In browsing the nooks and crannies of the Internet, those who fall inline with the “pro-liberty” side of things may come across this: III%.

At first glance, you may think it’s just another motorcycle club symbol but it has an entirely different meaning.

During the American Revolution, only three percent (technically 3.4%) of colonists took up arms against the British.

They were, in very real terms, the militia.

Today, Americans from every walk of life have vowed to be the first of that three percent to fight government tyranny.

However, what you’ll see on display if you search Twitter for the hashtag “#threeper” is a bunch of geared up, white guys who have thrown out “Spartan,” “tactical,” and “Molon Labe” at every opportunity.

In assigning personality profiles at least to those willingly verbose with their threeperness, these people fall into the growling “from my cold dead hands” category.

Just as the mainstream media looked for every angle to label members of the TEA Party as racist, the same thing will happen with the III Percenters regardless of justification.

Groups like the Anti-Defamation League are already one step ahead of the media labeling both Three Percenters and Oath Keepers (a patriotic group of law enforcement and military who vow to uphold the Constitution) as “anti-government extremist groups.”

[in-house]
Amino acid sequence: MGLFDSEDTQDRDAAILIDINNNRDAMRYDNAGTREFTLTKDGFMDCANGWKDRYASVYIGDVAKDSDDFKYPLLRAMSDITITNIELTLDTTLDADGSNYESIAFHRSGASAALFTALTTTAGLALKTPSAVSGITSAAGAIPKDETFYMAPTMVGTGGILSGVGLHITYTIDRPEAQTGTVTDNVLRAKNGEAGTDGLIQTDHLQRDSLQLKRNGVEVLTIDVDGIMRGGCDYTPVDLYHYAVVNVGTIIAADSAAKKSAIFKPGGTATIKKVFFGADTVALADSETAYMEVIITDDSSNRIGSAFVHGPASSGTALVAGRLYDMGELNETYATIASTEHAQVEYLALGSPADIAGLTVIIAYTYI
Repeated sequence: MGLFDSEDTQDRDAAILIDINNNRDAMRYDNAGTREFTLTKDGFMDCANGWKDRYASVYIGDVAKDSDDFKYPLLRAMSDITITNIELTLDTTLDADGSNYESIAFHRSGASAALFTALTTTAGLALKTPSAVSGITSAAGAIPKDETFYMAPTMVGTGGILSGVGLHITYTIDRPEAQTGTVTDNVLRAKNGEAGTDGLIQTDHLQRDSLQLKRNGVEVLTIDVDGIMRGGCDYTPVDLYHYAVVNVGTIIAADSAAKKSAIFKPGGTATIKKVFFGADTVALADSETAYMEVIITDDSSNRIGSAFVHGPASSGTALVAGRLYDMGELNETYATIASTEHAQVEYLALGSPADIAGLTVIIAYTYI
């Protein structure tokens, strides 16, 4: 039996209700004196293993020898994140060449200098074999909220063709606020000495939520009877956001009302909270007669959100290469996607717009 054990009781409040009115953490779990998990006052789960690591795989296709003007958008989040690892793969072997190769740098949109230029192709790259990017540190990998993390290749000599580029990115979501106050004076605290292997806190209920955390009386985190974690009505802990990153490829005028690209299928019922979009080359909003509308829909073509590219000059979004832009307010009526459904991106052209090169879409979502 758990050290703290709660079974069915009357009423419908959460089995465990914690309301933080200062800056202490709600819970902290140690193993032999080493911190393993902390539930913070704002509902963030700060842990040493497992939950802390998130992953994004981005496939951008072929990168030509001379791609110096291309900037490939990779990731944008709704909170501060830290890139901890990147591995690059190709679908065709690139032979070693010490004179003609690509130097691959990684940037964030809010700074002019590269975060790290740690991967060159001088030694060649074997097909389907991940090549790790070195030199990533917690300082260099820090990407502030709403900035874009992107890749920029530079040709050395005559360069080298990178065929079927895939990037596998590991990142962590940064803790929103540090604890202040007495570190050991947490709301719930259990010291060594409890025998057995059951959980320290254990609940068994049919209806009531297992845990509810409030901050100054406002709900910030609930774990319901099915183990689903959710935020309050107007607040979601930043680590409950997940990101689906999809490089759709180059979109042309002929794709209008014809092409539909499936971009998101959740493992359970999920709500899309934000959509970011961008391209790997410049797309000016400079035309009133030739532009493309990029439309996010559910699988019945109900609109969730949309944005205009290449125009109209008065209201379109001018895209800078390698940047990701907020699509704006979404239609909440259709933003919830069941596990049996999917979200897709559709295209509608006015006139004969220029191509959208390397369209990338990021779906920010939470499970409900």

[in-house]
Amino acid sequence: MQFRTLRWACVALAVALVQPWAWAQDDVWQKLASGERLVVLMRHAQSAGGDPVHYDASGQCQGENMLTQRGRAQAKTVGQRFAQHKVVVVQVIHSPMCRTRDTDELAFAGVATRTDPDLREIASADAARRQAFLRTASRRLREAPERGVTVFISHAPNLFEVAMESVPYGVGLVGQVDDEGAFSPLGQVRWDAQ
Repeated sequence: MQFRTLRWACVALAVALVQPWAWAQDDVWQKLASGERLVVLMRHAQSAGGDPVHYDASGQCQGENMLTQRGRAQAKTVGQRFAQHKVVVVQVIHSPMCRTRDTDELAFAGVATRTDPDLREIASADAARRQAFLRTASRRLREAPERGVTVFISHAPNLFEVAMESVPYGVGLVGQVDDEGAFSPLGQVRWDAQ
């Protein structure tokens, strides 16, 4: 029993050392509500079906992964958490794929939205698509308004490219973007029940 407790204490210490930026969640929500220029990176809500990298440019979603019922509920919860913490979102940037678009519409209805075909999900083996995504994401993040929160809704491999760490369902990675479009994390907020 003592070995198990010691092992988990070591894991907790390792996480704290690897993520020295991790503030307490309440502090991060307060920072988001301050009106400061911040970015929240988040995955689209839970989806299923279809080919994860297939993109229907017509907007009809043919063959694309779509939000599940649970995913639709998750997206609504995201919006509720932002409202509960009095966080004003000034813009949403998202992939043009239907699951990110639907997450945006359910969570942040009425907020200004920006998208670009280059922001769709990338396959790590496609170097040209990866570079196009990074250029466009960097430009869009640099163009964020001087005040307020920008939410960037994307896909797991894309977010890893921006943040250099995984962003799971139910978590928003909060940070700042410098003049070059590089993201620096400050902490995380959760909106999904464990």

Leaderless, much like the TEA Party, III%’ers fall into a political snare that is hard to untangle.

That snare, “define or be defined” allow groups like the ADL and the media to apply labels to categorize otherwise patriotic Americans as “extremists” “racists” “dangerous” etc.

The result of being pre-defined is devastating to any movement.

Given that in modern times, 9 million American would be have to be mustered to hit the three percent mark of the population, recruitment would be challenging to say the least.

The answer to “Who are the III Percenters?” is “That’s for them to define.”

If the Hell’s Angels and even Anonymous can reform or control their public identity and turn it to the positive, III%’ers could certainly do the same, transforming them from a curious attraction to a group any American would be proud to be part of.

Morgan is a freelance writer for a variety of publications covering popular culture, societal behavior and the political influences of each.